Far Afield: East to Oklahoma and Arkansas

Thursday, May 7, 1987, 7:00 a.m. PDT. Joan Lentz, author, fellow birder, and the only person I know crazy enough to trek off with me to the wilds of Oklahoma and Arkansas, sits next to me during the plane ride to Tulsa, writing furiously in her little brown notebook. She makes check marks in her field guide next to species we are likely to see on this, our first trip east of the Rockies. We stare at pictures of empids and try to recreate their calls for instant recognition in the field. Che-bek! she calls loudly, and I follow up with an “explosive wick-up!” The flight attendant eyes us suspiciously and approaches with an airsick bag. I tell her that we are birders. Somehow, that seems to explain everything.

1:30 p.m., Tulsa time. We land at the airport and are met by our hostess and unofficial guide, Jeri McMahon. We have our binoculars at hand as we deplane. We see our first eastern species: eastern starling and eastern rock dove. We are elated. We note the subtle differences between the eastern and western species. Joan writes this in her notebook.

2:00 p.m. We begin our drive to Jeri’s home in Ft. Gibson, near Muskogee. We watch out the window as we drive. Wait! A scissor-tailed flycatcher on the wire! And on that wire! The first ten scissor-tailed flycatchers put us in ecstasy. The next 5,000 don’t. Joan writes “trash birds” in her notebook.

Spot dickcissels while doing some Iowa bird watching. Photo by Patti McNeal / Wikimedia

Dickcissels photo by Patti McNeal / Wikimedia

3:00 p.m. We stop to see dickcissels and bobolinks. These dickcissels, unlike the western species, which are “rare but regular” during fall migration back home, have little black bibs. And the bobolinks are mostly black and white. We are confused. Joan writes “confused” in her notebook.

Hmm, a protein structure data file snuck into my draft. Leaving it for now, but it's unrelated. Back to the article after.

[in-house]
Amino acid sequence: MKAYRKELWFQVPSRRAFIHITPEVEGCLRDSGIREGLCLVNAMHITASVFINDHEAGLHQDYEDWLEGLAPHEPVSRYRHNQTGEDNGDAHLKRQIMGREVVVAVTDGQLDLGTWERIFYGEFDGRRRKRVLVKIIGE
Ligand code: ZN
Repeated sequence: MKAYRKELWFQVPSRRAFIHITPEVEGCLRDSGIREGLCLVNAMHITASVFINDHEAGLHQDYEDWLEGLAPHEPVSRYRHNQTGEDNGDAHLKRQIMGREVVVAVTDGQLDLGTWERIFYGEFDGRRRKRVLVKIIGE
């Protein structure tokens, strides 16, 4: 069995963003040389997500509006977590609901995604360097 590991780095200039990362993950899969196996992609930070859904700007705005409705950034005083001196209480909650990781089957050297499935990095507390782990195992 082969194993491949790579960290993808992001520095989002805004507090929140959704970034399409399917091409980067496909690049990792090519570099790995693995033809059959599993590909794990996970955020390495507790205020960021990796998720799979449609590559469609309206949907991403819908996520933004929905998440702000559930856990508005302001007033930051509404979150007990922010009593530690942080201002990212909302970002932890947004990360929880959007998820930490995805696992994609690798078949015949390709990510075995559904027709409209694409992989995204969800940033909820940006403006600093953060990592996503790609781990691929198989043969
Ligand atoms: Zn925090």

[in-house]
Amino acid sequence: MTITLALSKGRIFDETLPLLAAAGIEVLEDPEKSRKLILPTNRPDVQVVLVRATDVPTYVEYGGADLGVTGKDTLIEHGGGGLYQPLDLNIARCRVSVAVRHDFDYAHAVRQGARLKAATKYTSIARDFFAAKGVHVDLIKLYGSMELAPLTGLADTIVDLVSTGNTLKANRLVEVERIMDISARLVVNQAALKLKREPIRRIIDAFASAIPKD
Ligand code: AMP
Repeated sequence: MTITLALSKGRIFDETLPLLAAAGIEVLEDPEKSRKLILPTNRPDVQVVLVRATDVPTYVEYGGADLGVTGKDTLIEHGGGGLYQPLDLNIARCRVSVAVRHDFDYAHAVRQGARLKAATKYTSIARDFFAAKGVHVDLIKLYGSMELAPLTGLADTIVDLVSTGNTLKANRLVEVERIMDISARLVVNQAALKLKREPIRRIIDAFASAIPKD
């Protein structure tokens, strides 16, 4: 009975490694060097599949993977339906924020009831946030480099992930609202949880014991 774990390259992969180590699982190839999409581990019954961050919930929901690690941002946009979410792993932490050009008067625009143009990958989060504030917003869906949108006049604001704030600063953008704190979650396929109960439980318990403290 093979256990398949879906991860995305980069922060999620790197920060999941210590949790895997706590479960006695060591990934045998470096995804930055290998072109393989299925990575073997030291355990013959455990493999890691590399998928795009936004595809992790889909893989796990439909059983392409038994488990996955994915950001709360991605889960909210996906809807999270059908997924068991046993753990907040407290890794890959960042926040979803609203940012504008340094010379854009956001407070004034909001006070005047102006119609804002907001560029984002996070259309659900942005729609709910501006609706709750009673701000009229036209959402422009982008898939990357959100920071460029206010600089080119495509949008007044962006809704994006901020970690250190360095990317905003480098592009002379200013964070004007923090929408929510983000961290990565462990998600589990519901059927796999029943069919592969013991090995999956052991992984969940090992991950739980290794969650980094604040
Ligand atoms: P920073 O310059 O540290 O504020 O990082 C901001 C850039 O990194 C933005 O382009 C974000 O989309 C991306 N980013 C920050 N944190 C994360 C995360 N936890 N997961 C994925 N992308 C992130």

11:00 p.m. We make ourselves at home on Jeri’s generous deck overlooking the bayou. Still on California time, our bodies won’t relax for sleeping at such an hour. A chuck-will’s widow calls from the distance, representing life bird number 14 for the day. We finally retire to the guest room, anticipating a morning of birding starting at dawn, followed by a long drive to western Arkansas for the Audubon spring meeting there. We sit up in bed and write. I record my life birds for the day and study the possible species we might see tomorrow after our drive farther east. Joan writes furiously in her notebook, fueled by a Diet Pepsi balanced on top of the headboard. Finally, she turns out the light. I dream of cerulean warblers.

Least flycatcher by MDF / Wikmedia.

Least flycatcher by MDF / Wikmedia.

Friday, May 8, 6:30 a.m. The alarm sounds. Joan struggles up and heads to the kitchen for a cup of coffee to revive her. I get dressed in the jeans I wore yesterday, already thick with burrs. We head into Jeri’s sanctuary for some early morning birding before we pack up and head for Arkansas. I get four more life birds, including the least flycatcher. This is an amazing hard bird to see, and it looks remarkably like a western flycatcher when careening through the foliage and hiding behind clumps of leaves. Che-bek or not, we are grateful for Jeri, who points to the bird and says, “That is a least flycatcher.” I take a sidelong glance at Joan, who is writing “impossible” in her notebook.